I’m a fan of early intervention when it comes to orthodontics. It can offer numerous benefits for patients both as children and adults. In fact, the American Association of Orthodontics even recommends early orthodontic screenings and intervention when necessary. While some treatments are best put off until children have stopped growing, sometimes, the growth period is the ideal time for treatment.
Parents should bring their children in for an orthodontic screening around age seven. At this age, the jaw is still growing and permanent teeth are beginning to erupt. After a full examination, we can decide whether early intervention is needed.
Reasons for Early Intervention Orthodontics
Why might a child need early intervention orthodontics? To correct crowding (or the potential for crowding), protruding teeth, overbites, underbites, crossbites, and more. By addressing these issues while the bones are still growing, we can either prevent the need for future orthodontic treatment or we can make future treatment easier.
Children who suck their thumbs, breathe through their mouths, have trouble chewing, frequently bite their cheeks, or have an unbalanced facial appearance can all benefit from orthodontic intervention at a young age. Orthodontics on young children may sound complex, but many treatments can be completed in shorter timeframes than if we were to wait until the child was older. Early treatment may take as little as three to six months, whereas traditional orthodontic treatment in older children and teens may take 12 to 24 months.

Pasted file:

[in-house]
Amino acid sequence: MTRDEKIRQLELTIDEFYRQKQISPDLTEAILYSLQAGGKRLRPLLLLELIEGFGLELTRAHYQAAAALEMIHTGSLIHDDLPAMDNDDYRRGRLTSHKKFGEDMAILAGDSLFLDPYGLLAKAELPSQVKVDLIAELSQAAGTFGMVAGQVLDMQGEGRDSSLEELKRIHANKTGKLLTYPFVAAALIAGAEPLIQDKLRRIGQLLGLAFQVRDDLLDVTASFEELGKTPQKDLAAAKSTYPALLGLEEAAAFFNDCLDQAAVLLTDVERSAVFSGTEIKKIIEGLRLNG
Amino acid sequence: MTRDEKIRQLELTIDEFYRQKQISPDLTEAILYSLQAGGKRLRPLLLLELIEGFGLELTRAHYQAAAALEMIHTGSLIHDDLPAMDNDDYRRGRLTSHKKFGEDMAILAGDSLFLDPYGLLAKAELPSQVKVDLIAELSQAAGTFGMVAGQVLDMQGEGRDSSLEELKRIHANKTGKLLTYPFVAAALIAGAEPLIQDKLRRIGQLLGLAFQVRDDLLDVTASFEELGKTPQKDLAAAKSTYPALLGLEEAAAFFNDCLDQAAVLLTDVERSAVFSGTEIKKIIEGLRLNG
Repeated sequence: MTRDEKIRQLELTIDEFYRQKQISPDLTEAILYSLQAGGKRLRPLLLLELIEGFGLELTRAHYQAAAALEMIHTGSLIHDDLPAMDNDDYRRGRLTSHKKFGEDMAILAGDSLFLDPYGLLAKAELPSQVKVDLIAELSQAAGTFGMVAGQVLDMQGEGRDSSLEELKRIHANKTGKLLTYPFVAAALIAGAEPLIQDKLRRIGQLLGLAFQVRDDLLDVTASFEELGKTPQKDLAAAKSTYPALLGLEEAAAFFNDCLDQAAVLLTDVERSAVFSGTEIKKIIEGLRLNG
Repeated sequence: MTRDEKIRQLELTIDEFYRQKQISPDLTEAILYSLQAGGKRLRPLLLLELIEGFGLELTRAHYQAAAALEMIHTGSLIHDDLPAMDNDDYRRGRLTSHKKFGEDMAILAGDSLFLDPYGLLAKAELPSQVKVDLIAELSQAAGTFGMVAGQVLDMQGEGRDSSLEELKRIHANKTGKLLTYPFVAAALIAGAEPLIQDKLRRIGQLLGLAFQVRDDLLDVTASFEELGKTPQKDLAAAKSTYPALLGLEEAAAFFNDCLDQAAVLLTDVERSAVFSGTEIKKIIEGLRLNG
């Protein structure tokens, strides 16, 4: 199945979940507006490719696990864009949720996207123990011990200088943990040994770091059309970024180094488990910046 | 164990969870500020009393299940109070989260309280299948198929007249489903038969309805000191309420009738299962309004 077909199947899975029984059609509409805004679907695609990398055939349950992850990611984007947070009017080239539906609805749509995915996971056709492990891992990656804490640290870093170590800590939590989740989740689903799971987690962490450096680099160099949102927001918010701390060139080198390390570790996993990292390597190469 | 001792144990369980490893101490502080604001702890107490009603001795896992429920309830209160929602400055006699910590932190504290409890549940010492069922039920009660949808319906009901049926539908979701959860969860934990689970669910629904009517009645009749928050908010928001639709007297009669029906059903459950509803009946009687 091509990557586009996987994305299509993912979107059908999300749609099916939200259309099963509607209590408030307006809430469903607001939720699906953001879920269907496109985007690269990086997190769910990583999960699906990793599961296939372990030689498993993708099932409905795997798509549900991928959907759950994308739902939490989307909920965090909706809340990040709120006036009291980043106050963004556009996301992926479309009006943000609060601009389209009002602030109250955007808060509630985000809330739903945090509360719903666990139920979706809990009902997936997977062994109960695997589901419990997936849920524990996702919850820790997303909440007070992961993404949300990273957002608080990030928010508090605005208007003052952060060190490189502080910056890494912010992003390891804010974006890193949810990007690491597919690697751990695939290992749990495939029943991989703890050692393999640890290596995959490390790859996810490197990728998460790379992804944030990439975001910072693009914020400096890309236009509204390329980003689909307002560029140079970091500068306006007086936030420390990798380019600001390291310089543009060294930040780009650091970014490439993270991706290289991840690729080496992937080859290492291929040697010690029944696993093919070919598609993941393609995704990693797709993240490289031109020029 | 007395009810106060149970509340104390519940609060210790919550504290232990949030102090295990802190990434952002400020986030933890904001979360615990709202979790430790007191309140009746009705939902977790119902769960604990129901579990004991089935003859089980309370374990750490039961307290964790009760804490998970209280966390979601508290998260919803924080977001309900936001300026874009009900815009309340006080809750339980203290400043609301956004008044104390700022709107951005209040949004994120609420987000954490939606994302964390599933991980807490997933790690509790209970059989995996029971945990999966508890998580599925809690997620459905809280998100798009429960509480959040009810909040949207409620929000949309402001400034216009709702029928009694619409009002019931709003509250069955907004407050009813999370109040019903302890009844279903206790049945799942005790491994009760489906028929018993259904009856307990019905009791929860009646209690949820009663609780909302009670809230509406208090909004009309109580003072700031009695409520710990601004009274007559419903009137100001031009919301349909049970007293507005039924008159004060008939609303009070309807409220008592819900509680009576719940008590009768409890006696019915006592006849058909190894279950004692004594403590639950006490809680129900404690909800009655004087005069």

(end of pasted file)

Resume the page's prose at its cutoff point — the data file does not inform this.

With early intervention orthodontics, we can do all of the following:
- Make adequate space for crowded permanent teeth
- Influence the growth and positioning of the jaw to create better facial symmetry and improved appearance
- Improve breathing and posture
- Lower the risk of trauma to teeth that protrude
- Reduce or eliminate the need for tooth extraction
- Reduce or eliminate future orthodontic treatment timelines
The Pros of Early Intervention
Children who receive orthodontic treatment at a young age may either not need braces in the future, or may only need them for a brief period of time. Their potential future orthodontic issues will be lessened. Having relatively straight teeth going into their adolescent and teenage years can be a relief. This can be a big confidence and self-esteem boost for children.
For those who do require additional orthodontic treatment, it is much less complex than it would have been otherwise. After completing phase one, we can move on to phase two at a later time, which is much simpler. Phase two may even be just as short as phase one, which most teenagers greatly appreciate.
Early intervention can save parents money down the road and can save kids from the embarrassment most associate with wearing braces. Getting orthodontic treatment out of the way early can make junior high and high school much more enjoyable. Not to mention kids who receive early orthodontics generally have better oral health as teens and adults. This means fewer cavities and a lowered risk for gum disease. Addressing misalignment at a young age can also prevent TMJ problems later in life.
Setting Kids Up for a Bright and Healthy Future
In treating misalignment and other problems in phase one, we make phase two easier and reduce the risk of other oral health complications in the future. Those are pretty sound reasons to consider early orthodontic intervention, if you ask me.[/fusion_text][/fusion_builder_column][/fusion_builder_row][/fusion_builder_container]